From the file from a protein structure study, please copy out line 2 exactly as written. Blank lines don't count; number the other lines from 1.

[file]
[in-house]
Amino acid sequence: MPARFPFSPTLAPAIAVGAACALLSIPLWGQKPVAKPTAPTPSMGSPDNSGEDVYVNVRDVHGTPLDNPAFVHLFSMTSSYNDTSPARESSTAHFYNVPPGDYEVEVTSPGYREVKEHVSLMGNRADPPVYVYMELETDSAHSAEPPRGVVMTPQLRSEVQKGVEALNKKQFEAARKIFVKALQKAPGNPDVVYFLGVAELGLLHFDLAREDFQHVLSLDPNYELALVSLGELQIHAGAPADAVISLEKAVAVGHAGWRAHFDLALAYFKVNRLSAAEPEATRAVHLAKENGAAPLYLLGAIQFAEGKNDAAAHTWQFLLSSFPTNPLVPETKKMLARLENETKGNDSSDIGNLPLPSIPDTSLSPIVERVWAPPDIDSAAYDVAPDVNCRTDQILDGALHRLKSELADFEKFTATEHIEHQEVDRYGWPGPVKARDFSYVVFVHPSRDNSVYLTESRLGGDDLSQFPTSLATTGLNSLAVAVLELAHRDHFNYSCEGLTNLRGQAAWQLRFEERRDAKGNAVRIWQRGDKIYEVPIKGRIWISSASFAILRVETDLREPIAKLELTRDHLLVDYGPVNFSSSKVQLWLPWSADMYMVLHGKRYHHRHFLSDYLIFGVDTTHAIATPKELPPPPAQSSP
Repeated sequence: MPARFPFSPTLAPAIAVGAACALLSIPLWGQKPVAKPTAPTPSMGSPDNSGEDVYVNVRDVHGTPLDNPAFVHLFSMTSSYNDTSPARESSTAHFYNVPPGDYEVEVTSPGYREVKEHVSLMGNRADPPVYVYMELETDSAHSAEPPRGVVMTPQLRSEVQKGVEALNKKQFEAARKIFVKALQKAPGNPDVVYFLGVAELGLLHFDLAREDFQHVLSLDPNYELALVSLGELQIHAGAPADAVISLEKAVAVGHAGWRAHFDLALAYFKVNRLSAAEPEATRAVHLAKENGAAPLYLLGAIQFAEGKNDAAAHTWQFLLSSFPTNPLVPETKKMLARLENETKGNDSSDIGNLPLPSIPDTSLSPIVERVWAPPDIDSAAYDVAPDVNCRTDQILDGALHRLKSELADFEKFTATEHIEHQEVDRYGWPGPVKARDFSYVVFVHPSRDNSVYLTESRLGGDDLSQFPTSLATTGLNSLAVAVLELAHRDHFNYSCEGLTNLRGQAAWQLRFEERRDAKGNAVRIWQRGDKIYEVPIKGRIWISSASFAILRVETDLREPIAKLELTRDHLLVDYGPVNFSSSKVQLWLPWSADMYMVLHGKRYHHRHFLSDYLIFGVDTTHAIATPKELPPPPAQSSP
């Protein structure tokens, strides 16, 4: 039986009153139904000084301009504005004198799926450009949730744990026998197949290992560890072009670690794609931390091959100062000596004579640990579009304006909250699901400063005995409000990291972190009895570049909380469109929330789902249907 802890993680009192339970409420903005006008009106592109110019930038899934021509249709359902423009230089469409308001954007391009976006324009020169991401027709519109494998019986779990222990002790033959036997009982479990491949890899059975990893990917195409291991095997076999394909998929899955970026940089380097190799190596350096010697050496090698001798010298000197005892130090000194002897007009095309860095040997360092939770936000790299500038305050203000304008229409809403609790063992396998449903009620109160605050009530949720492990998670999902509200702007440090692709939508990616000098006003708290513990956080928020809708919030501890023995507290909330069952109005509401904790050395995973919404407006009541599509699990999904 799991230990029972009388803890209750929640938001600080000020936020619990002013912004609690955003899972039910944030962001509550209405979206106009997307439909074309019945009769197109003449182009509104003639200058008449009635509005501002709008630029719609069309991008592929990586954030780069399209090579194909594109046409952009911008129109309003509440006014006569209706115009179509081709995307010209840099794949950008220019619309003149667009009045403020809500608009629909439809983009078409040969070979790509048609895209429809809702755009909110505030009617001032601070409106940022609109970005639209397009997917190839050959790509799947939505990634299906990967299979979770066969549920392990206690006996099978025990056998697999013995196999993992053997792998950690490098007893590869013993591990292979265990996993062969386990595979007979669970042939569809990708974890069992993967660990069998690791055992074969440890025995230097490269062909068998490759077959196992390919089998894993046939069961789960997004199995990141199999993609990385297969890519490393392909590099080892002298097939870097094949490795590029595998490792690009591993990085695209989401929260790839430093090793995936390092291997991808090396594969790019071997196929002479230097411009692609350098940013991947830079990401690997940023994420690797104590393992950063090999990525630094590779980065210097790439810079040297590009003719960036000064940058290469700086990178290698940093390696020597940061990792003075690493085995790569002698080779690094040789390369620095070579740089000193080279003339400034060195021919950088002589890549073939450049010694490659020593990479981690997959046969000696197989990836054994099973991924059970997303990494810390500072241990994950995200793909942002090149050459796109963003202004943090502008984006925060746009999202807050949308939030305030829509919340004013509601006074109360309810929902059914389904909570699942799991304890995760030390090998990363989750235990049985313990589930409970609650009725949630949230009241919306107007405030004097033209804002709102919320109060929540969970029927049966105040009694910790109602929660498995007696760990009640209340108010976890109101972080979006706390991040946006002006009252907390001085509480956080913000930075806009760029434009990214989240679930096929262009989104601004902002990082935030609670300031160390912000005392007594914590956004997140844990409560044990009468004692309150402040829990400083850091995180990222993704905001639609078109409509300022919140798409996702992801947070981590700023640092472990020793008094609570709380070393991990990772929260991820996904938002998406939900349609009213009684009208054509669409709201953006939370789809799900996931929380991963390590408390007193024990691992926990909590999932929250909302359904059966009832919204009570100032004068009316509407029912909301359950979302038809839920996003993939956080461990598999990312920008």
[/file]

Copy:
Amino acid sequence: MPARFPFSPTLAPAIAVGAACALLSIPLWGQKPVAKPTAPTPSMGSPDNSGEDVYVNVRDVHGTPLDNPAFVHLFSMTSSYNDTSPARESSTAHFYNVPPGDYEVEVTSPGYREVKEHVSLMGNRADPPVYVYMELETDSAHSAEPPRGVVMTPQLRSEVQKGVEALNKKQFEAARKIFVKALQKAPGNPDVVYFLGVAELGLLHFDLAREDFQHVLSLDPNYELALVSLGELQIHAGAPADAVISLEKAVAVGHAGWRAHFDLALAYFKVNRLSAAEPEATRAVHLAKENGAAPLYLLGAIQFAEGKNDAAAHTWQFLLSSFPTNPLVPETKKMLARLENETKGNDSSDIGNLPLPSIPDTSLSPIVERVWAPPDIDSAAYDVAPDVNCRTDQILDGALHRLKSELADFEKFTATEHIEHQEVDRYGWPGPVKARDFSYVVFVHPSRDNSVYLTESRLGGDDLSQFPTSLATTGLNSLAVAVLELAHRDHFNYSCEGLTNLRGQAAWQLRFEERRDAKGNAVRIWQRGDKIYEVPIKGRIWISSASFAILRVETDLREPIAKLELTRDHLLVDYGPVNFSSSKVQLWLPWSADMYMVLHGKRYHHRHFLSDYLIFGVDTTHAIATPKELPPPPAQSSP